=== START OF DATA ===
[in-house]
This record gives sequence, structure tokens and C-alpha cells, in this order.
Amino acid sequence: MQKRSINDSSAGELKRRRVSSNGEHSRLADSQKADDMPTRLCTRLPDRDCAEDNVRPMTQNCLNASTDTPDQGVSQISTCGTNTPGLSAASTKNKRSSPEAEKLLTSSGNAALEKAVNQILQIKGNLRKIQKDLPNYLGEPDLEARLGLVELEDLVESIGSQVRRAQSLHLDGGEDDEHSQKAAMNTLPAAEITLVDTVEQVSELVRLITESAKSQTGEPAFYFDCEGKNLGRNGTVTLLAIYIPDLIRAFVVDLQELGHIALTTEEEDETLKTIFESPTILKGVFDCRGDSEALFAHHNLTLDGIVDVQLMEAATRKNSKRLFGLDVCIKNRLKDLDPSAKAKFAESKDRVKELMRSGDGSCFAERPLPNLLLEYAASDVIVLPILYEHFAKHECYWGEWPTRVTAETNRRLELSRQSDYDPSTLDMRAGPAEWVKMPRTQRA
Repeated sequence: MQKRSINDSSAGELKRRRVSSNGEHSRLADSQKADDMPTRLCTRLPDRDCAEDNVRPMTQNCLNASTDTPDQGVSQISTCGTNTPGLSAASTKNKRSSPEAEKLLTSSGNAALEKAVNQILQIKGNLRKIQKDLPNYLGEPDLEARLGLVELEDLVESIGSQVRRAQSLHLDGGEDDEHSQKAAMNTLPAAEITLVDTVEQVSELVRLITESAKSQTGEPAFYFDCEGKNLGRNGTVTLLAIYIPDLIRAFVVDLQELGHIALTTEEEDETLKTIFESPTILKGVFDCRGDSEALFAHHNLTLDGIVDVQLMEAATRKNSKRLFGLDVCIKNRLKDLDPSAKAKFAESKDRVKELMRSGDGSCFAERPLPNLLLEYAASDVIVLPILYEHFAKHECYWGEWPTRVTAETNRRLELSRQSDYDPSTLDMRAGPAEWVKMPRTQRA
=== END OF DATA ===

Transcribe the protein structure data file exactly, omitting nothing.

[in-house]
This record gives sequence, structure tokens and C-alpha cells, in this order.
Amino acid sequence: MQKRSINDSSAGELKRRRVSSNGEHSRLADSQKADDMPTRLCTRLPDRDCAEDNVRPMTQNCLNASTDTPDQGVSQISTCGTNTPGLSAASTKNKRSSPEAEKLLTSSGNAALEKAVNQILQIKGNLRKIQKDLPNYLGEPDLEARLGLVELEDLVESIGSQVRRAQSLHLDGGEDDEHSQKAAMNTLPAAEITLVDTVEQVSELVRLITESAKSQTGEPAFYFDCEGKNLGRNGTVTLLAIYIPDLIRAFVVDLQELGHIALTTEEEDETLKTIFESPTILKGVFDCRGDSEALFAHHNLTLDGIVDVQLMEAATRKNSKRLFGLDVCIKNRLKDLDPSAKAKFAESKDRVKELMRSGDGSCFAERPLPNLLLEYAASDVIVLPILYEHFAKHECYWGEWPTRVTAETNRRLELSRQSDYDPSTLDMRAGPAEWVKMPRTQRA
Repeated sequence: MQKRSINDSSAGELKRRRVSSNGEHSRLADSQKADDMPTRLCTRLPDRDCAEDNVRPMTQNCLNASTDTPDQGVSQISTCGTNTPGLSAASTKNKRSSPEAEKLLTSSGNAALEKAVNQILQIKGNLRKIQKDLPNYLGEPDLEARLGLVELEDLVESIGSQVRRAQSLHLDGGEDDEHSQKAAMNTLPAAEITLVDTVEQVSELVRLITESAKSQTGEPAFYFDCEGKNLGRNGTVTLLAIYIPDLIRAFVVDLQELGHIALTTEEEDETLKTIFESPTILKGVFDCRGDSEALFAHHNLTLDGIVDVQLMEAATRKNSKRLFGLDVCIKNRLKDLDPSAKAKFAESKDRVKELMRSGDGSCFAERPLPNLLLEYAASDVIVLPILYEHFAKHECYWGEWPTRVTAETNRRLELSRQSDYDPSTLDMRAGPAEWVKMPRTQRA